Originally from the Dallas/Ft. Worth area, Bonnie recently joined the Executive Alumni Board (EAB) as the representative for the School of Government. A graduate of RSG ('08) and a former Government Affinity Chair for the Dallas/Ft. Worth Chapter, Ford is uniquely prepared to both reach out to fellow RSG alumni and to serve the greater alumni community. Recently, Bonnie sat down to discuss her history with Regent and her appointment to the EAB.
EM: What brought you to Regent and the Robertson School of Government?
BF: I graduated Magna Cum Laude at Lee University when I was 20, but I knew that I wasn't finished with my education. I thought that I wanted to return home to Texas to earn my PhD but when I visited Regent in the fall of 2005, I was attracted by the motto “Christian Leadership to Change the world.” I ended up completing a joint degree with an MA in Journalism and an MA in Government, with a concentration in Terrorism & Homeland Defense. Regent was the perfect fit for me.
EM: How do you feel that your time at Regent University uniquely prepared you for your current position?
BF: There were two experiences at Regent that impressed upon me to continually pursue excellence in my craft. The first experience was working as a graduate assistant in the School of Communications and the Arts. I had the opportunity to work for some wonderful people both staff and professors and it was through this experience that I got to experience the other side of academia. I got to see the professor’s excitement in teaching students who had come to this school for better preparation in changing the world. Their passion for educating others was contagious. The second experience was a summer internship working for CBN Jerusalem where I worked for Regent alumni Chris Mitchell, John Waage, and Erin Zimmerman. They each taught me how to pursue God and present Christian truths in a secular environment.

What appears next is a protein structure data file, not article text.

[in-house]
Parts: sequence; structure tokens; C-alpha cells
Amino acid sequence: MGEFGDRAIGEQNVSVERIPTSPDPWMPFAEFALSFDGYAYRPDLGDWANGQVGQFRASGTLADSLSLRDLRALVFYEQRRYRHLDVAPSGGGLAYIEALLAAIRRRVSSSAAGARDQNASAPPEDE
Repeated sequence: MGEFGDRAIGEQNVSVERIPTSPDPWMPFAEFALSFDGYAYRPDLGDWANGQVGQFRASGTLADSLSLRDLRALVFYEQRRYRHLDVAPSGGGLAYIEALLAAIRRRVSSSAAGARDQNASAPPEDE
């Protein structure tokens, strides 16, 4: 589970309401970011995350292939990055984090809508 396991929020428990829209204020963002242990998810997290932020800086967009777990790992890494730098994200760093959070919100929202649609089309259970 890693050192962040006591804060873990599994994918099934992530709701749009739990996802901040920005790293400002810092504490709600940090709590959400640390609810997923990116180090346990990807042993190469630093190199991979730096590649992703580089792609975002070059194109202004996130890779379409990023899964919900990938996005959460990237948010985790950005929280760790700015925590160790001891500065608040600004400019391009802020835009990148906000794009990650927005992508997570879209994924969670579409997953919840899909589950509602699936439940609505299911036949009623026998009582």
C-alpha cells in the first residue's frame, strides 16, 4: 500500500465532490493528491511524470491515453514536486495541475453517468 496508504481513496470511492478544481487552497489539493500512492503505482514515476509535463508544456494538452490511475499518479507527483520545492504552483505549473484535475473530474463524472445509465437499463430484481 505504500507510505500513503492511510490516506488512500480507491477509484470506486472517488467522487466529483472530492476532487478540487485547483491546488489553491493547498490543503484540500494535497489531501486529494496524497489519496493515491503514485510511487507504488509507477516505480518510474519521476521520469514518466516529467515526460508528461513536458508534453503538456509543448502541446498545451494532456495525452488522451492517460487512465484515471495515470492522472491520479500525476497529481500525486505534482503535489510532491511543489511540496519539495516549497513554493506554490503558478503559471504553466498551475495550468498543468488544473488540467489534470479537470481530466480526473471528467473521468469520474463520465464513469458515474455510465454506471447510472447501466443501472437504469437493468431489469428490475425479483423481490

When I was 23, I taught my very first college class and this year, I was one of four faculty who won the outstanding professor of the year finalist out of 713 part time faculty. I wouldn’t have been able to do this successfully had I not been prepared by my professors and colleagues at Regent. One of the lessons I learned at Regent is that excellence isn’t delegated; it is cultivated. I currently work as an associate professor for two community colleges and although I work at a secular school and teach in a secular classroom, I am able to address the Christian foundation of our government and teach sound principles of government. I learned how to communicate these in an appropriate way because of my professors at Regent.
EM: What is your favorite thing about what you do?